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Australian Election Thread

Yossarian

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Only a few hours to go before the polls open, so anyone interested feel free to post their endorsements/analysis!

My 2 cents:

Although I have been a Labor supporter up until recently, I am supporting the Liberals in this campaign. Between the two major parties, social policy differentiation in terms of asylum seekers, gay marriage and climate change is so minimal that it is scarcely worth trying to choose between them. Although I do not agree with the Liberal stance on such issues, Labor is no better! Economically, Labor continues to advocate big government woes of yesteryear, such as our own 'cash for clunkers' scheme (absolutely one of the stupidest policies ever) an overintensive economic stimulus, a monopolistic $43 billion Broadband Network that is way too expensive and delivers internet capability that is useless for most households for various technical reasons, and a mining tax which is too anti-federal.

Although I support gay marriage and more humane treatment of boat people, my support for the Greens is nullified by such ludicrous policies as free university education (paid for how?), compulsory student unionism, decommissioning the Lucas Heights nuclear reactor (which is used for medical research - WTF??) and increasing the company tax rate by 3% (goodbye foreign competitiveness).

Although all parties have their flaws, I believe the Liberals have at least some nominal commitment to free enterprise, smaller government, and individual choice.
 
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bowerbird

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Only a few hours to go before the polls open, so anyone interested feel free to post their endorsements/analysis!

My 2 cents:

Although I have been a Labor supporter up until recently, I am supporting the Liberals in this campaign. Between the two major parties, social policy differentiation in terms of asylum seekers, gay marriage and climate change is so minimal that it is scarcely worth trying to choose between them. Although I do not agree with the Liberal stance on such issues, Labor is no better! Economically, Labor continues to advocate big government woes of yesteryear, such as our own 'cash for clunkers' scheme (absolutely one of the stupidest policies ever) an overintensive economic stimulus, a monopolistic $43 billion Broadband Network that is way too expensive and delivers internet capability that is useless for most households for various technical reasons, and a mining tax which is too anti-federal.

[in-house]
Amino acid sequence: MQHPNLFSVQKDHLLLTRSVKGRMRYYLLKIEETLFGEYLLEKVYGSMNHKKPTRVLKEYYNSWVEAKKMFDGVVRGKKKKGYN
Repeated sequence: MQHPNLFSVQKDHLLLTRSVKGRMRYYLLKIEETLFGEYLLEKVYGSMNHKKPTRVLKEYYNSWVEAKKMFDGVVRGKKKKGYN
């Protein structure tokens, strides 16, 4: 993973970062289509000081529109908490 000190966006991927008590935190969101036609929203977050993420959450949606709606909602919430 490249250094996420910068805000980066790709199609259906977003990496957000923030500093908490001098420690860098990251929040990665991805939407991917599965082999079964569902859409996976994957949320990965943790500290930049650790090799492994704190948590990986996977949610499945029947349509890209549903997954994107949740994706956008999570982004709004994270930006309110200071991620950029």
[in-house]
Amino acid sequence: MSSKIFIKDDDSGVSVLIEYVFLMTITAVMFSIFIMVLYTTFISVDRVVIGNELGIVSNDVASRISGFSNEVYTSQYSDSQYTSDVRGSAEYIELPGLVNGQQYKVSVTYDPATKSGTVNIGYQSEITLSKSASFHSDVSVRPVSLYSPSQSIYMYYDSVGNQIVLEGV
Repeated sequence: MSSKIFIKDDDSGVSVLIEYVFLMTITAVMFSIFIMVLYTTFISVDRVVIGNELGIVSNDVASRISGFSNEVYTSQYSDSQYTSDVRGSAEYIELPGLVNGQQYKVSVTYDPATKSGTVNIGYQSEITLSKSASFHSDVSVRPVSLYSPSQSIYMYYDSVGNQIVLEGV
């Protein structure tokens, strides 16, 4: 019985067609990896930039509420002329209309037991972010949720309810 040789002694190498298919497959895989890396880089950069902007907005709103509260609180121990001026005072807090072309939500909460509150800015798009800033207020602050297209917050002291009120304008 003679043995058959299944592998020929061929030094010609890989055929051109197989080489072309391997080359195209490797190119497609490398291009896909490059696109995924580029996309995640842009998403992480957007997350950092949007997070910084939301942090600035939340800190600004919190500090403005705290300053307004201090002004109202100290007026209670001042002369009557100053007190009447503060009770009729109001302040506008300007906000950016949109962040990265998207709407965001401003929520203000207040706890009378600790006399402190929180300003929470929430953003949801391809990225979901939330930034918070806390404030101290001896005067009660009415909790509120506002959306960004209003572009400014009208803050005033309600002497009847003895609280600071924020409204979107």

Although I support gay marriage and more humane treatment of boat people, my support for the Greens is nullified by such ludicrous policies as free university education (paid for how?), compulsory student unionism, decommissioning the Lucas Heights nuclear reactor (which is used for medical research - WTF??) and increasing the company tax rate by 3% (goodbye foreign competitiveness).

Although all parties have their flaws, I believe the Liberals have at least some nominal commitment to free enterprise, smaller government, and individual choice.
We are going to see the highest ever informal vote with a balance of power being held by a minor party - and I for one and hoping like hell it is not "family first". This is an election that will come down to the preferences.

Having said that a LOT of people are voting green - just because it is a third party.

BTW - Lucas Heights is getting to the point of needing renovation or decommissioning - it is not so much medical research as for making medical implants etc.

Two nuclear reactors have been built at Lucas Heights. The smaller reactor Moata has been mothballed. The larger reactor HIFAR (High Flux Australian Reactor) is over 40 years old (began operations in 1958) and is due to be shut down within the next ten years.

A decision has been made to replace HIFAR with a bigger reactor built in Argentina. This project awaits the drawing up of firm plans for the management of nuclear waste from the reactor. These plans have been set back by the South Australian Government's decision to prohibit importation of intermediate and high level nuclear waste into SA.